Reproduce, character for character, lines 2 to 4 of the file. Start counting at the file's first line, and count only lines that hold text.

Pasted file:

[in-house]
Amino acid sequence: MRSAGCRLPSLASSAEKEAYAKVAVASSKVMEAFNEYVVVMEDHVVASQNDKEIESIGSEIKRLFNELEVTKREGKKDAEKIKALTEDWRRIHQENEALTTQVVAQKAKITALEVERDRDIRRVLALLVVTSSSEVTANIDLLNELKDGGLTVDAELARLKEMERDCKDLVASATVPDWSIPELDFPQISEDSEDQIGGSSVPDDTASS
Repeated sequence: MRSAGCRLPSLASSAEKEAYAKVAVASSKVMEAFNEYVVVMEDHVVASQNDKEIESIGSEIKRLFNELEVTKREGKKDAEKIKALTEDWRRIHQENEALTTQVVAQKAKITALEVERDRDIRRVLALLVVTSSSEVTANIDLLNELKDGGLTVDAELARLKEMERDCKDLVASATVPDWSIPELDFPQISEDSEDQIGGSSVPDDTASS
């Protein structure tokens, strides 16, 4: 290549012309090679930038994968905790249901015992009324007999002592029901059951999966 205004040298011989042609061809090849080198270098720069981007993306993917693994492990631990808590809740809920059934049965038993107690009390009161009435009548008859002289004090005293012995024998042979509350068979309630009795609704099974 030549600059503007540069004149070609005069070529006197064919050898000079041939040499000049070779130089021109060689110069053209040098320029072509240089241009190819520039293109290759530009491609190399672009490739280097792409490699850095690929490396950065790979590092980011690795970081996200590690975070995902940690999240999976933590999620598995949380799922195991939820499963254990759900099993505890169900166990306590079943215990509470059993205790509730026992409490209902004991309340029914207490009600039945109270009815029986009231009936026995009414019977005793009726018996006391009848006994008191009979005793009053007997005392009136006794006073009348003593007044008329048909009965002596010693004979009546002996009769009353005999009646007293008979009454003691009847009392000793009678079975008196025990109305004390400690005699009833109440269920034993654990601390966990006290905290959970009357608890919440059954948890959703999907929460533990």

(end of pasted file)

Amino acid sequence: MRSAGCRLPSLASSAEKEAYAKVAVASSKVMEAFNEYVVVMEDHVVASQNDKEIESIGSEIKRLFNELEVTKREGKKDAEKIKALTEDWRRIHQENEALTTQVVAQKAKITALEVERDRDIRRVLALLVVTSSSEVTANIDLLNELKDGGLTVDAELARLKEMERDCKDLVASATVPDWSIPELDFPQISEDSEDQIGGSSVPDDTASS
Repeated sequence: MRSAGCRLPSLASSAEKEAYAKVAVASSKVMEAFNEYVVVMEDHVVASQNDKEIESIGSEIKRLFNELEVTKREGKKDAEKIKALTEDWRRIHQENEALTTQVVAQKAKITALEVERDRDIRRVLALLVVTSSSEVTANIDLLNELKDGGLTVDAELARLKEMERDCKDLVASATVPDWSIPELDFPQISEDSEDQIGGSSVPDDTASS
């Protein structure tokens, strides 16, 4: 290549012309090679930038994968905790249901015992009324007999002592029901059951999966 205004040298011989042609061809090849080198270098720069981007993306993917693994492990631990808590809740809920059934049965038993107690009390009161009435009548008859002289004090005293012995024998042979509350068979309630009795609704099974 030549600059503007540069004149070609005069070529006197064919050898000079041939040499000049070779130089021109060689110069053209040098320029072509240089241009190819520039293109290759530009491609190399672009490739280097792409490699850095690929490396950065790979590092980011690795970081996200590690975070995902940690999240999976933590999620598995949380799922195991939820499963254990759900099993505890169900166990306590079943215990509470059993205790509730026992409490209902004991309340029914207490009600039945109270009815029986009231009936026995009414019977005793009726018996006391009848006994008191009979005793009053007997005392009136006794006073009348003593007044008329048909009965002596010693004979009546002996009769009353005999009646007293008979009454003691009847009392000793009678079975008196025990109305004390400690005699009833109440269920034993654990601390966990006290905290959970009357608890919440059954948890959703999907929460533990």